The museums, the novelties, the pastimes - all appealed to me.
Court ettiquette is discussed in detail with the fashions and wonderful names for the different styles of mens wigs including snail back.
My only gripe is the length of the book. I would love it to be double the size.
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57 of 59 people found the following review helpful
5.0 out of 5 stars history "lite", but very enjoyable nonetheless 9 May 2010
The scene: Kensington Place in the early eighteenth century. The main characters are a disparate and motley bunch: Prince George Augustus(later to become George the Second), his wife, the "fat, funny and adorable" Princess Caroline and Henrietta Howard the mistress Prince George thought due to his position rather than his desire. Then there is the ubiquitous Lord Hervey, Peter the Wild Boy and Mustafa and Mohammed George's Turkish servants. One of Mohammed's duties was to treat George's haemorrhoids while Mustapha dealt with his laxatives.

The wide-ranging supporting cast is as full as the whole court itself and features such characters as the enchanting Molly Lepel who was rather too fond of the bottle and the unloved heir to the throne Prince Frederick.

Concentrating on the lives of the main characters the book ranges widely throughout the life of George the Second as both prince and king and paints a vivid portrait of the preoccupations of court life: an endless round of back-biting, place-seeking, scandal political and sexual, strict attention to etiquette and endless games of cards to kill time.

Nothing is gone into very deeply but it is a highly enjoyable and engaging romp through the largely overlooked period of the reigns of the first two Georges. It left me wanting to know much more, especially about Caroline, acknowledged to be "the cleverest queen consort ever to sit on the throne".

Frothy as the lace ruffles on the court ladies gowns, this is a highly addictive read.
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14 of 14 people found the following review helpful
5.0 out of 5 stars Great book - fascinating stuff! 21 Nov 2010
By Keen Reader TOP 100 REVIEWER
Format:Hardcover|Verified Purchase
Very very very good book! Read it in one rainy Sunday from cover to cover (devoured every page, including the Bibliography).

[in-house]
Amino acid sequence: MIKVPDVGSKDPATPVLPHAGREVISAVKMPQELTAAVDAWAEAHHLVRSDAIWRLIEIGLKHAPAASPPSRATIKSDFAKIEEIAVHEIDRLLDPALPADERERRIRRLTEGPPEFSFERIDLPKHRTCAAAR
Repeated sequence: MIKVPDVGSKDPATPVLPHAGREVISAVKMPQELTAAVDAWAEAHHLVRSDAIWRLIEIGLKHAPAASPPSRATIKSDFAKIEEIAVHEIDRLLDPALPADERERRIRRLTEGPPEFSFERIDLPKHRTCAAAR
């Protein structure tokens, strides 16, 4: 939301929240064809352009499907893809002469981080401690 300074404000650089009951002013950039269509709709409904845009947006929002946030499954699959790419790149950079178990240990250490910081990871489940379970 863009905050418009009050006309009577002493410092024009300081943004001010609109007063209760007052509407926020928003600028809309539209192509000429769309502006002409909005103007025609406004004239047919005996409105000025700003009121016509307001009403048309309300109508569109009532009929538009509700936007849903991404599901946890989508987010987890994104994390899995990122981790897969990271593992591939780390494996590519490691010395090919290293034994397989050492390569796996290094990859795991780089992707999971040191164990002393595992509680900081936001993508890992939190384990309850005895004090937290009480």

Thoroughly recommended. A great general interest read for anyone with any level of prior knowledge in the Eighteenth century Court and George I and George II's family life. The famous and the unknown people in this world are brought to life in these beautifully written chapters. Very readable - very interesting - very worthwhile!
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6 of 6 people found the following review helpful
4.0 out of 5 stars Interesting view of 18th century history 21 July 2011
Format:Kindle Edition|Verified Purchase
Felt like old fashion history as I have read similar books in the 1970s revolving around Queen Victoria's court but in the end this did not distract from the fact that it was well written and deeply interesting. Dealing with the times of George 1st and George 2nd it concentrates on the personnalities of the court to bring this period alive. However I do not think that the book really brought out just how political the court still was [for instance the 'The Garter Crises' involving Earl Temple and nearly brought down a government is only obliquely mentioned]. But I do agree with the other reviewers that it is 'very readable - very interesting - very worthwhile! And that the peiople 'come alive as Worsely has creatively depicted their intriguing lives.'.

The Kindle edition I read was a model of its kind with links to the notes, a full, and again linked, index and a good bibliography. The plates at the end came out surprissingly well. However it also showed up the Kindle's limitations in that it was impossible to read the family tree at the beginnning even when using the zoom.
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4 of 4 people found the following review helpful
5.0 out of 5 stars Bringing Georgian Kings to Life 27 July 2011
Format:Paperback|Verified Purchase
I so enjoyed this book. It really brought to life those two enigmatic Kings of Britain, George I and George II. The court is described in all its claustrophobic splendour, where cleverness is not always rewarded. Queen Caroline plays a pivotal part here, partly clever and charming, and partly heartless and unforgiving. Family quarrels and feuds are central to this royal family.